FULL SCIENTIFIC NAME
Aegopodium podagraria L.
FAMILY NAME COMMON
FAMILY SCIENTIFIC NAME
Inflorescence/fruit of varigated form
Leaf close-up of varigated form
Close-up of roots
Close-up of flowers
Aegopodium podagraria is a creeping, herbaceous perennial that can grow to be 40 cm-1 m (15.7-39.4 in.) tall. The basal and lower leaves have long petioles. There are usually 9 leaflets per lower leaf, although this can vary. Each leaflet is ovate with an acute or acuminate apex. The bases of these leaflets can be rounded or cordate. The lower leaflets are 3-8 cm (1-3 in.) long and have a serrate margin. The upper leaflets are similar to the lower leaflets, but are smaller and ternate in their arrangement, and have shorter petioles. The horticultural variety usually grown (Aegopodium podagraria var. variegatum) has white margins on its leaves. The white flowers are arranged in umbels that are 6-12 cm (2.25-4.75 in.) in diameter. Each umbel is borne on a long peduncle, and has 15-25 rays that are about 2.5 cm (1 in.) or more in length. The flowers of Aegopodium podagraria appear in June. The brown fruits oblong-ovoid, laterally flattened and 3-4 mm (0.12-0.16 in.) long. Page References Bailey 754, Fernald 1097, Gleason & Cronquist 371, Holmgren 347, Magee & Ahles 797. See reference section below for full citations.
Zizia aurea (L.) Koch. (Common golden alexander) Picture of Z. aurea
Cryptotaenia canadensis (L.) DC. (Canadian honewort) Picture of C. canadensis
Osmorhiza longistylis (Torr.) DC. (Aniseroot) Picture of O. longistylis
Aegopodium podagraria reproduces vegetatively via stolons, and can spread aggressively when its root zone is unrestricted. New plants easily grow from stolons that become detached. Most seeds fall to the ground, and account for only a small portion of this plant's spread. Some seeds may also be passively dispersed by moving water or by animals.
Aegopodium podagraria is native to Europe. In the U.S. it is found throughout the East and Midwest, and also the northwestern states of Washington, Oregon, Idaho and Wyoming. It is found in all the states of New England.
HISTORY OF INTRODUCTION IN NEW ENGLAND
Aegopodium podagraria was probably brought to New England as an ornamental foliage plant, but then easily escaped to naturalize along roadsides, waste places and cultivated ground. W.W. Bailey reported its presence in Providence, Rhode Island in 1863 (J. of the Torrey Botanical Society 1876, Vol.3: 176). It was noted in the early 1870's in both New York and New Jersey. It was listed as present in the Bangor, Maine region by 1906 (Rhodora, 1906, Vol. 8: 72).
HABITATS IN NEW ENGLAND,Agricultural Field,Edge,Open Disturbed Area,Pasture,Roadside,Vacant Lot,Yard or Garden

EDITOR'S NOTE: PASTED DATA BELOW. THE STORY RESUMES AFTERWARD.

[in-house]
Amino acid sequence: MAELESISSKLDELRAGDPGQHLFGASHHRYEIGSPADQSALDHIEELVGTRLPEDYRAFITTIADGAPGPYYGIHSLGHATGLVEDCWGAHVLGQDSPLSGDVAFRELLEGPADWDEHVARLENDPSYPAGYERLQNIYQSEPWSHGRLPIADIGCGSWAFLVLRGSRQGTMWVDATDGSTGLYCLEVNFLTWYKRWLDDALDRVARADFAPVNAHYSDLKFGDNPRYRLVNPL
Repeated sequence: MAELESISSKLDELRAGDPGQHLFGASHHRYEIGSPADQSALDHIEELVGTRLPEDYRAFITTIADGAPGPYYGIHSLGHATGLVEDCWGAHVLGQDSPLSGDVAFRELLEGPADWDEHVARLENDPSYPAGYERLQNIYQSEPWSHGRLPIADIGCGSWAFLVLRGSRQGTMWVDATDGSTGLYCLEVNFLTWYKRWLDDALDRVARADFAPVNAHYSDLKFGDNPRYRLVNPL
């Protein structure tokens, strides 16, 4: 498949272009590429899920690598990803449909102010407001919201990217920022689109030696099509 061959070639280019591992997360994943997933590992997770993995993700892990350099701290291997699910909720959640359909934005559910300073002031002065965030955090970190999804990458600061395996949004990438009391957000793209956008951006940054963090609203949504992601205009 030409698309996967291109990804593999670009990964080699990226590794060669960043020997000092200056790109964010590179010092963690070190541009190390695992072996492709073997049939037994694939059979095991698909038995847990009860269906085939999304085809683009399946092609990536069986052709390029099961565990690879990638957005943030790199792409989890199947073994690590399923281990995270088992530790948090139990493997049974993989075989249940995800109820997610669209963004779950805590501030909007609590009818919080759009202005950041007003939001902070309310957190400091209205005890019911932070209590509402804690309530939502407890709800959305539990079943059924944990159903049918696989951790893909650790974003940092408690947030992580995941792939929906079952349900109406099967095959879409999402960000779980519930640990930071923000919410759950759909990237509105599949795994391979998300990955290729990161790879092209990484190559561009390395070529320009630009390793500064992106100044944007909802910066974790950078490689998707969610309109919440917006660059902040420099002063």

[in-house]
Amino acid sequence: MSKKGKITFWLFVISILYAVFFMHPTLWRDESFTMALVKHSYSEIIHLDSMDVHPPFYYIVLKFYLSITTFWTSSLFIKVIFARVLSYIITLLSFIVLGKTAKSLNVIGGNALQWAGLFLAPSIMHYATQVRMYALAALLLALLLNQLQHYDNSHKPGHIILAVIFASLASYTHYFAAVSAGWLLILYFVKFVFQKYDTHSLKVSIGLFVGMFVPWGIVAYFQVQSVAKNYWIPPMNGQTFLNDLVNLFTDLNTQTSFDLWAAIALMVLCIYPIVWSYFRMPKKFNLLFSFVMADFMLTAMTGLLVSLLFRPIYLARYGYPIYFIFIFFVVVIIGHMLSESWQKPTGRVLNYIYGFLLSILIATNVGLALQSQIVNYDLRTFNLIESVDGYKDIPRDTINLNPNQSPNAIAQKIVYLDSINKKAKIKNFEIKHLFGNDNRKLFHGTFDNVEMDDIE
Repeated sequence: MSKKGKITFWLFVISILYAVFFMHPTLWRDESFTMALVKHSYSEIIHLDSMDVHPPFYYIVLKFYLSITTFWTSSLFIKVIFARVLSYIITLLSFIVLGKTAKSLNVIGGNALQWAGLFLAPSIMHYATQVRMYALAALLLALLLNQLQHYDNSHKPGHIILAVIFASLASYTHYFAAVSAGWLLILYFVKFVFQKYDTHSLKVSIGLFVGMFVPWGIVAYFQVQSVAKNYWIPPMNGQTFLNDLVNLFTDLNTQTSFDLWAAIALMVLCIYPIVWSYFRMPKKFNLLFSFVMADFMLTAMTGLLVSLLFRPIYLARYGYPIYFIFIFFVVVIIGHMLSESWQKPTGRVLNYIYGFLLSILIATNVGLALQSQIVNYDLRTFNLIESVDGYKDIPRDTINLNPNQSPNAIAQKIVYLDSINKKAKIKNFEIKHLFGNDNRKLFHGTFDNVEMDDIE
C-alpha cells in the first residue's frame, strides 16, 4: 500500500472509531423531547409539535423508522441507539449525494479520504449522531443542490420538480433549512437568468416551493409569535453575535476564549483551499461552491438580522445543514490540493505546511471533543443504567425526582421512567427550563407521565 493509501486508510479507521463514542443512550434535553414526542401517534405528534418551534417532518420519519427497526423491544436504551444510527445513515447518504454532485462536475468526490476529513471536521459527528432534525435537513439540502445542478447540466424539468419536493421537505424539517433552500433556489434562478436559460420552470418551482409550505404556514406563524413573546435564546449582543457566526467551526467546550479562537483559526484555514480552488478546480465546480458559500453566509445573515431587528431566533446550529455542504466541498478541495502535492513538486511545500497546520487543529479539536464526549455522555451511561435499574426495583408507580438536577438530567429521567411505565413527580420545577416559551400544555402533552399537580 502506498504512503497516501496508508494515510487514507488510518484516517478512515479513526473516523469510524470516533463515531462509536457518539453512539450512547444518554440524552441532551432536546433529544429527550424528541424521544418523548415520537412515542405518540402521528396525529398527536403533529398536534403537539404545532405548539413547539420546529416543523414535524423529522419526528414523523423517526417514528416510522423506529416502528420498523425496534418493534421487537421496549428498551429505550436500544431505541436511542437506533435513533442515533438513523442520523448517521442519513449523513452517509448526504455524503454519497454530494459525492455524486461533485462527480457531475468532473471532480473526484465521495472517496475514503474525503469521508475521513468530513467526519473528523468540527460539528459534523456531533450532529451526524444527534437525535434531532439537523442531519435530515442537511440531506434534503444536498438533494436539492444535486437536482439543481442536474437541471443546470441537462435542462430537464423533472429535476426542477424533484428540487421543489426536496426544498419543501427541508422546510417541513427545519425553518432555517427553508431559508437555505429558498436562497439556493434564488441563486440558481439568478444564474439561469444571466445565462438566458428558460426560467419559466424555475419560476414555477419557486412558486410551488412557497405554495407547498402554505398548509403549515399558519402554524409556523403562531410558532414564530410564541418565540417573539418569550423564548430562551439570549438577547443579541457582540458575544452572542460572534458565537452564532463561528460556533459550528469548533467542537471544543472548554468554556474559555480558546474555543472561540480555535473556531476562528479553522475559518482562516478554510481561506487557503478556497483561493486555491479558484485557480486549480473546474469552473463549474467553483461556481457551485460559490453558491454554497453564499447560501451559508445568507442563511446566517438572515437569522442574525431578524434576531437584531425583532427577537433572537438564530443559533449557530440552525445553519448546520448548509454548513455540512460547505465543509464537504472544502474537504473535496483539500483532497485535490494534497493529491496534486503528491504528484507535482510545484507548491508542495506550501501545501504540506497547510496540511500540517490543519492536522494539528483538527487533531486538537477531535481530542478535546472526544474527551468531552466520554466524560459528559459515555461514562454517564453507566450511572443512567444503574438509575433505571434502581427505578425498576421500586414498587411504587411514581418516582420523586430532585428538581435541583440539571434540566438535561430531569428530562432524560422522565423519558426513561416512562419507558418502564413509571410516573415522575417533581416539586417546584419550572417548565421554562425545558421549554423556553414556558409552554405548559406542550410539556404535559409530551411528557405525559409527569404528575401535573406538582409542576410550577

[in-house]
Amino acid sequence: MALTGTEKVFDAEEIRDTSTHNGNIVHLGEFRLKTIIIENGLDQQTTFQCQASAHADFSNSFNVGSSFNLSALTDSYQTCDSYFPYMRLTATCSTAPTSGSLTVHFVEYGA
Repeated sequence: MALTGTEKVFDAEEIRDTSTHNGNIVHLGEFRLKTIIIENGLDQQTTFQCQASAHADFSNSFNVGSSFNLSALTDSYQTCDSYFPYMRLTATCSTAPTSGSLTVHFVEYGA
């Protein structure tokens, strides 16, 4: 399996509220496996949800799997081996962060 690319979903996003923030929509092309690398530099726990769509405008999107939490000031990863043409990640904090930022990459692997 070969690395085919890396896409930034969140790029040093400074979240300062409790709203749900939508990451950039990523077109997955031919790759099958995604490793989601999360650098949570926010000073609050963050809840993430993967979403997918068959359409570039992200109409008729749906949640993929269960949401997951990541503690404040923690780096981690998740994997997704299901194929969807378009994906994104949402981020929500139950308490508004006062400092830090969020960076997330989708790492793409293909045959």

Aegopodium podagraria does well in partial sun to full shade, with a preference for well-drained, evenly moist soils. It is tolerant of poor soils and can grow in a wide range of soil pH values.
Digging up this plant can often be counterproductive as fragmentation of the root system stimulates reproduction via the stolons. The non-variagated form is particularly aggressive.
Plant Conservation Alliance fact sheet
Includes management information.
Documentation required: A specific photograph or mounted snippet of the leaves.
Best time for documentation: Summer, fall.
Plant Conservation Alliance
Fact sheet with description and control information
Integrated Taxonomic Information System
Taxonomic information about the species
The PLANTS database
General information and map
University of Minnesota Extension Service
An image and brief description
Ohio State University
Description of the plant in a horticultural setting
The Nature Conservancy
Bailey, L. H. 1949. Manual of Cultivated Plants. Macmillan, New York. Britton, N. L. and A. Brown. 1970. An Illustrated Flora of the Northeastern United States vol. 2. Dover Publications Inc., New York. Dlussky, G.M. 1998. Mechanisms of competition for pollinators in Anthriscus sylvestris Hoffm. and Aegopodium podagraria L. (Apiaceae). Zhurnal Obshchei Biologii 59 (1): 24-44. Fernald, M.L. 1950. Gray's Manual of Botany 8th ed. American Book Co., Boston. Gleason, H.A. and A.C. Cronquist. 1991. Manual of Vascular Plants of the Northeastern United States and Adjacent Canada. 2nd ed. New York Botanical Garden, Bronx, New York. Holmgren, N.H. 1998. Illustrated Companion to Gleason and Cronquist's Manual. New York Botanical Garden, Bronx, New York. Magee, D.W and H.E. Ahles. 1999. Flora of the Northeast. University of Massachusetts Press, Amherst. USDA, NRCS. 2001. The PLANTS Database, Version 3.1. (http://plants.usda.gov). National Plant Data Center, Baton Rouge, LA 70874-4490 USA.